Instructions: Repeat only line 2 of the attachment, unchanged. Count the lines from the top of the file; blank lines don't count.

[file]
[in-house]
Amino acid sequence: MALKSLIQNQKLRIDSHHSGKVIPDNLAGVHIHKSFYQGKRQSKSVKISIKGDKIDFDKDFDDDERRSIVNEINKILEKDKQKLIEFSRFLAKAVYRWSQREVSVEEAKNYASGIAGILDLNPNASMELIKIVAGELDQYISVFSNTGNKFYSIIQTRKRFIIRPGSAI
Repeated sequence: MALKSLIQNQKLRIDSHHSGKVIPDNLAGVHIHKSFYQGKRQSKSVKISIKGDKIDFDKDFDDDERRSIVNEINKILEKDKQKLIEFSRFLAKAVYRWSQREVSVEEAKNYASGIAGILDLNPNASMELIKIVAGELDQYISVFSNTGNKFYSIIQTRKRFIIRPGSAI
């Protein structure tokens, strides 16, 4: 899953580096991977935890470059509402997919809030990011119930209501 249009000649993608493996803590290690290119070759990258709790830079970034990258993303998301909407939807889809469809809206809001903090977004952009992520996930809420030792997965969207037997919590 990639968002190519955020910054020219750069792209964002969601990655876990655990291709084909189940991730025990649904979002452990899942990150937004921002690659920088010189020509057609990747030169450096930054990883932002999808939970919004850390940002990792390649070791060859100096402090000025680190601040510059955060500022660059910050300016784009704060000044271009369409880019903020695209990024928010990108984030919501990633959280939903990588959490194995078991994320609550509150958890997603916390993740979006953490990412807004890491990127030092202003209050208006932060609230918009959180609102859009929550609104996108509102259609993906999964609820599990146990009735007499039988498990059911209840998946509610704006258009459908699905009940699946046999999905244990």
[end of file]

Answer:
Amino acid sequence: MALKSLIQNQKLRIDSHHSGKVIPDNLAGVHIHKSFYQGKRQSKSVKISIKGDKIDFDKDFDDDERRSIVNEINKILEKDKQKLIEFSRFLAKAVYRWSQREVSVEEAKNYASGIAGILDLNPNASMELIKIVAGELDQYISVFSNTGNKFYSIIQTRKRFIIRPGSAI